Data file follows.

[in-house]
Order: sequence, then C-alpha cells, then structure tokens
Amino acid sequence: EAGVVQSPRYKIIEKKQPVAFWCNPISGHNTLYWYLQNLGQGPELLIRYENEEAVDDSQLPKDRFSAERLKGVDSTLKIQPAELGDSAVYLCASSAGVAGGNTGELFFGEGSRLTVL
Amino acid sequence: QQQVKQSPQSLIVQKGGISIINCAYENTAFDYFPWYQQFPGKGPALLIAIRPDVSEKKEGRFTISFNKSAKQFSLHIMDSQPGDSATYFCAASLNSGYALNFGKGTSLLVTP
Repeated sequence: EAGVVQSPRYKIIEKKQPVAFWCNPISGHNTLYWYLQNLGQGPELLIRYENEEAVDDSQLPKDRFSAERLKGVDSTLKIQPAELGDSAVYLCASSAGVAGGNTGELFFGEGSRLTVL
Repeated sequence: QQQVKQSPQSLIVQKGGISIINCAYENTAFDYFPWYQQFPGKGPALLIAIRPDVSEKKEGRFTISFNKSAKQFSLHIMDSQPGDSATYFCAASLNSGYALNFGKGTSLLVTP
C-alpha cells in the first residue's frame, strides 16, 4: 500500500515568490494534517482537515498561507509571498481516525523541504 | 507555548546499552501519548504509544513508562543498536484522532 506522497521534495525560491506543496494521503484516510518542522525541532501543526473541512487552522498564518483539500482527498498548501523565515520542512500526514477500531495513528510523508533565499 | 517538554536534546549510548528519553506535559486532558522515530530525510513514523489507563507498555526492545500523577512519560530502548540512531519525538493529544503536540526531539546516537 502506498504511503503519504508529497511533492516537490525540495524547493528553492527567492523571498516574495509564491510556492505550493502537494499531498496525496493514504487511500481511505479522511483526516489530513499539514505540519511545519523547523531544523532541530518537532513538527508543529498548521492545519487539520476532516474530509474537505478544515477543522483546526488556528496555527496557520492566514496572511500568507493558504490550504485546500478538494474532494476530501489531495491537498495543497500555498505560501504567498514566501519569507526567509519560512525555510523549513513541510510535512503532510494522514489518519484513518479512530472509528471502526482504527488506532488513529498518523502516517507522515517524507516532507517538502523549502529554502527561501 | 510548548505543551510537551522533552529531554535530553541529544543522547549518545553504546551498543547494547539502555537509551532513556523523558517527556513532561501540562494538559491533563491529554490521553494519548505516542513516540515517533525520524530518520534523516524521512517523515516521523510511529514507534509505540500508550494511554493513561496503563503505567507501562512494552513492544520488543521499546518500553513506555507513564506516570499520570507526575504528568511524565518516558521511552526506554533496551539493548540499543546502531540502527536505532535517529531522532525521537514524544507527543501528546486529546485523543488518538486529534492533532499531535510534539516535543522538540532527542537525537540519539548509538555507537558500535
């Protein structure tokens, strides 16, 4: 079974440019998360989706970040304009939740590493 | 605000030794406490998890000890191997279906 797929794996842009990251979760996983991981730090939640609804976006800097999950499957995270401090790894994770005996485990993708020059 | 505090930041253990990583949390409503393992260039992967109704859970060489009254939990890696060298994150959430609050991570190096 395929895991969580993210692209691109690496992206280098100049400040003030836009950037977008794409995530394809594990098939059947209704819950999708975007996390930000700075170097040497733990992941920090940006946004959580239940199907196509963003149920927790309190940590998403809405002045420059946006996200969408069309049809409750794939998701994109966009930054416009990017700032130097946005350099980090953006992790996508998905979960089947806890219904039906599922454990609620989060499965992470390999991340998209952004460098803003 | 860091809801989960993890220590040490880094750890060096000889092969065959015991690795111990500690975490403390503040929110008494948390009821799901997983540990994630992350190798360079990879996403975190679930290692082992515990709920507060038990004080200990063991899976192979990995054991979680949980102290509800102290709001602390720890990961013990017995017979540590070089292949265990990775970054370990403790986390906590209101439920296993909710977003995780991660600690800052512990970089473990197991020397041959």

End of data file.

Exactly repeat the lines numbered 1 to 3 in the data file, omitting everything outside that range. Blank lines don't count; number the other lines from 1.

[in-house]
Order: sequence, then C-alpha cells, then structure tokens
Amino acid sequence: EAGVVQSPRYKIIEKKQPVAFWCNPISGHNTLYWYLQNLGQGPELLIRYENEEAVDDSQLPKDRFSAERLKGVDSTLKIQPAELGDSAVYLCASSAGVAGGNTGELFFGEGSRLTVL